He weepeth, further, because of the difficulties which are in his way. The minister of religion is well aware of the difficulties, which lie in his path; he has himself been converted to God by the same gospel, and he is experi. mentally acquainted with the kind and number of difficulties to be encountered and overcome.. And he is not only acquainted with general difficulties, but with the peculiar difficulties of place, prejudice, education, of previous views, and previous habits, and therefore he weeps and cries to God for help. He prays that the Holy Ghost may be sent down to aid him, to enable him to speak wisely, faithfully, and to prepare the minds of the people to receive the
seed. There is no use in casting in the seed, except the ground is prepared. If the seed be sown by the way side, the devil will take it away; and if the seed be cast upon stony ground, then the oppositions which arise from the world, the persecutions that arise from the enemies of Christ, will mar the seed, and no fruit will come forth. Then again, if the seed be cast upon thorny ground, if the seed be cast where there is much prosperity, much worldly business, over-much employment to swallow up men's attention, then, except there be Divine help, the word will be choked. There must be the preparation of the soil, for it is not good by nature-it must be made good, it must be made fit to receive the seed, in order that, eventually, there may be fruit. And then he weeps, because of the peril of his hearers, because of the consequences of their rejecting the gospel which he preaches. Every minister of the gospel knows very well, that by every sermon that is preached the people are made better, or they are made worse-better, if they receive it; worse, if they neglect it; for they have thereby added another terrible sin to the fearful catalogue already against them. They have once more rejected the offer of the gospel, they have once more refused to be enticed for their own salvation; they have once more spurned Divine love, Divine mercy, Divine grace, and the offers of a free, full, and everlasting salvation, through the loving obedience, through the wondrous sufferings and death of Christ, the Son of the living God. Well, well, did the Apostle express himself on this subject, in these solemn words, “We are a savour of life unto life, or of death unto death." There is not a person in this church but will be the better or the worse for this sermon to-night! Oh! this makes the minister of religion weep, because every man who leaves the church, every man that leaves the gathering of people assembled to hear the gospel, every man and woman who leaves unimpressed, has neglected, despised, and rejected the offer of mercy-and thereby become worse than when they entered. Oh! my hearers, surely you are not going to leave the church to-night and be worse, but you will leave it and be better. You will embrace Christ, you will receive the gospel, you will be won by the invitations of the blessed Jesus, when he says, “ Him that cometh unto me, I will in no wise cast out." The solemn and affectionate remonstrances of Jehovah surely will not be spurned again, when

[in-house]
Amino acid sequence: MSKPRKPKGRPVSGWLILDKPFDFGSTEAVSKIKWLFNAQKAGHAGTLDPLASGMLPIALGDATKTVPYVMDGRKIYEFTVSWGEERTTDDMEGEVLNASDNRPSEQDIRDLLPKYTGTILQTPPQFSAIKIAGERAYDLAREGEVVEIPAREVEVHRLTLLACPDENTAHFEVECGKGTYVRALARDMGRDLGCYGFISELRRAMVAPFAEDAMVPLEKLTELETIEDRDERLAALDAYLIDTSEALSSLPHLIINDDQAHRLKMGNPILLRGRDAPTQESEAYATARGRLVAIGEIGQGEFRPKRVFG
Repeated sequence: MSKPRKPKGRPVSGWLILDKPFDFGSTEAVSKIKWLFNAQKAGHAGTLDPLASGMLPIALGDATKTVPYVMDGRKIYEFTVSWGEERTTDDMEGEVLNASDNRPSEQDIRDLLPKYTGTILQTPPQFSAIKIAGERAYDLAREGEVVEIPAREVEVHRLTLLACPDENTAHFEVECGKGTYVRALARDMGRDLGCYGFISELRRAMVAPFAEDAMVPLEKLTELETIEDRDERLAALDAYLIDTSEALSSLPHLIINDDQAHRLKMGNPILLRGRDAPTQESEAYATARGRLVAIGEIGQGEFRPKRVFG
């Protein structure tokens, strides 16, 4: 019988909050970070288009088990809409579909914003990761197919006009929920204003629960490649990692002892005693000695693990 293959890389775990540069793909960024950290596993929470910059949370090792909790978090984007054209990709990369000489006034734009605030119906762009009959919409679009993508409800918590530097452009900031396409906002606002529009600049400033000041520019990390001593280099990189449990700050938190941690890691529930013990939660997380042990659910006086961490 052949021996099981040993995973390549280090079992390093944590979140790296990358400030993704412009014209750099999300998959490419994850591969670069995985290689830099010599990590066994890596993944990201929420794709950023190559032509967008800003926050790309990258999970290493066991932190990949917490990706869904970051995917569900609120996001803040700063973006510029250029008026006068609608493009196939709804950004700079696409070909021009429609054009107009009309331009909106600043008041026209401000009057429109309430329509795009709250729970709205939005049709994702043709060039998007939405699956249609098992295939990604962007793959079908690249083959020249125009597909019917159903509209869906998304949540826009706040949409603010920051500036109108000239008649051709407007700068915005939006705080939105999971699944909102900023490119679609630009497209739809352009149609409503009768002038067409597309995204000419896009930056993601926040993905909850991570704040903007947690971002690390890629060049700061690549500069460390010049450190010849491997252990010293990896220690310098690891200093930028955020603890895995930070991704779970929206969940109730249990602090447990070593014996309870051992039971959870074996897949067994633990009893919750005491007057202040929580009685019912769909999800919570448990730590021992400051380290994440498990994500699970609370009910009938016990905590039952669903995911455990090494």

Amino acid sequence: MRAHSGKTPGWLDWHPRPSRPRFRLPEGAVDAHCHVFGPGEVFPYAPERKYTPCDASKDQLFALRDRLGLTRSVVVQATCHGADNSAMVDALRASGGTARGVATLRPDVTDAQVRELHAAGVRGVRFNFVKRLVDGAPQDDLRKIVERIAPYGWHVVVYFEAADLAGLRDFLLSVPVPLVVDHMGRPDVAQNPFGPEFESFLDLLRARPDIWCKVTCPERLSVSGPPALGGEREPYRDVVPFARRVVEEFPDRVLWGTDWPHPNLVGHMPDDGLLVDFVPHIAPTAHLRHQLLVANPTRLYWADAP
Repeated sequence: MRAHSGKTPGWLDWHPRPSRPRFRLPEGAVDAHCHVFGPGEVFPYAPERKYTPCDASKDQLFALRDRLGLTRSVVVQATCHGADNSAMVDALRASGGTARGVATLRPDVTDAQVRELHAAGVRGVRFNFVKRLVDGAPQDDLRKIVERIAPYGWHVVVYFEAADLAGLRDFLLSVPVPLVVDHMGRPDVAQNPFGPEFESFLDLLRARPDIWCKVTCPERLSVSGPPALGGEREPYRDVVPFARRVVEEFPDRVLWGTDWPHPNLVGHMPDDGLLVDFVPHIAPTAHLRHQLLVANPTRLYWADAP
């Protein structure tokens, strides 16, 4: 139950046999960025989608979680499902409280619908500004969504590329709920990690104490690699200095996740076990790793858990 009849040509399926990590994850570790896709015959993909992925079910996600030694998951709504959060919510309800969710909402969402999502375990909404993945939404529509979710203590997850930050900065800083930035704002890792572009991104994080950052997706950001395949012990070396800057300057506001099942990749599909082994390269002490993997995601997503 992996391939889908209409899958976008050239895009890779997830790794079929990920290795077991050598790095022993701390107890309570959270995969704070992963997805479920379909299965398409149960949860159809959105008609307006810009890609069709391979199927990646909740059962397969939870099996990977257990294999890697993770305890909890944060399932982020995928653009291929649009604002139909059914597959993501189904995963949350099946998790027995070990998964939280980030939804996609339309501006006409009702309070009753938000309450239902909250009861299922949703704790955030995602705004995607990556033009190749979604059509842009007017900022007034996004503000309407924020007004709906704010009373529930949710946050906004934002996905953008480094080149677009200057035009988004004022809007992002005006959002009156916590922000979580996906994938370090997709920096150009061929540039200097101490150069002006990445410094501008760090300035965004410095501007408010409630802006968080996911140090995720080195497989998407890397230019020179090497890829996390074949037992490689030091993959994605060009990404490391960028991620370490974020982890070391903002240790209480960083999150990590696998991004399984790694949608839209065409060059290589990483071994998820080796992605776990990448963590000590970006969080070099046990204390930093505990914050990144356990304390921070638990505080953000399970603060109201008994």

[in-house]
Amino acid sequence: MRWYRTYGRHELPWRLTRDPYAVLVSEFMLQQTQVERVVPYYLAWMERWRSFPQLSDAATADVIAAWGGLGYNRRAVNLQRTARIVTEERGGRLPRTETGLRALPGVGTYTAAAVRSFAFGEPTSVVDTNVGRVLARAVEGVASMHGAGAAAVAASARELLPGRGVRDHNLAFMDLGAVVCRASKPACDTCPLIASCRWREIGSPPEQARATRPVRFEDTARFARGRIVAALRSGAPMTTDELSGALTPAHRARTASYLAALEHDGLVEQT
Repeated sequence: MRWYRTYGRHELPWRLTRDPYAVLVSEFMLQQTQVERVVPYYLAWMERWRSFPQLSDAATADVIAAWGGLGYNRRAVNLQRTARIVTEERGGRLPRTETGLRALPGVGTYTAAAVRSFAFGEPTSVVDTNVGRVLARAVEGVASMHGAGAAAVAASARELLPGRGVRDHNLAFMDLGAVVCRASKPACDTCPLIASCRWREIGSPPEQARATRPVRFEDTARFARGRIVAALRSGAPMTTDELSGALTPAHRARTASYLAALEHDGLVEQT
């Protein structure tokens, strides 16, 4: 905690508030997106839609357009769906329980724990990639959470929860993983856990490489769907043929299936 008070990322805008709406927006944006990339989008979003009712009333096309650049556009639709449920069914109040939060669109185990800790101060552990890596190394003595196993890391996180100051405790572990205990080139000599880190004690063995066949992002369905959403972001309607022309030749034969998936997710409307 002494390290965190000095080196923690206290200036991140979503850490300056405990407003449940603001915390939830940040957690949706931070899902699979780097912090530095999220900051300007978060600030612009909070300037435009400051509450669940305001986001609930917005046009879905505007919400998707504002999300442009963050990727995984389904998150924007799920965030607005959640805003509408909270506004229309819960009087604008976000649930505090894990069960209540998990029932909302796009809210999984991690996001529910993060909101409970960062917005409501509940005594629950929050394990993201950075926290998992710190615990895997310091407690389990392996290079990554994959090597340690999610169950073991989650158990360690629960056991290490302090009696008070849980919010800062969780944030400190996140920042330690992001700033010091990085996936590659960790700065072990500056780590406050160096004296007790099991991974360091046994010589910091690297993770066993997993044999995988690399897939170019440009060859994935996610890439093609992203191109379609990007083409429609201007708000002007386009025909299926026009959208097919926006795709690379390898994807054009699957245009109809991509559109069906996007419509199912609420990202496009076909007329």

“ As I live, saith the Lord, I have no pleasure in the death of him that dieth. Turn ye, turn ye, for why will ye die ?. O house of Israel !" Oh! we want such ministers as the text describes, we do not want mere talkers, we do not want stiff priests, we do not want men to preach what they do not feel; we want men who preach their sermons with much earnestness and much anxiety-we want men to preach as the pious poet expresses it
“ I'll preach, as if I ne'er should preach again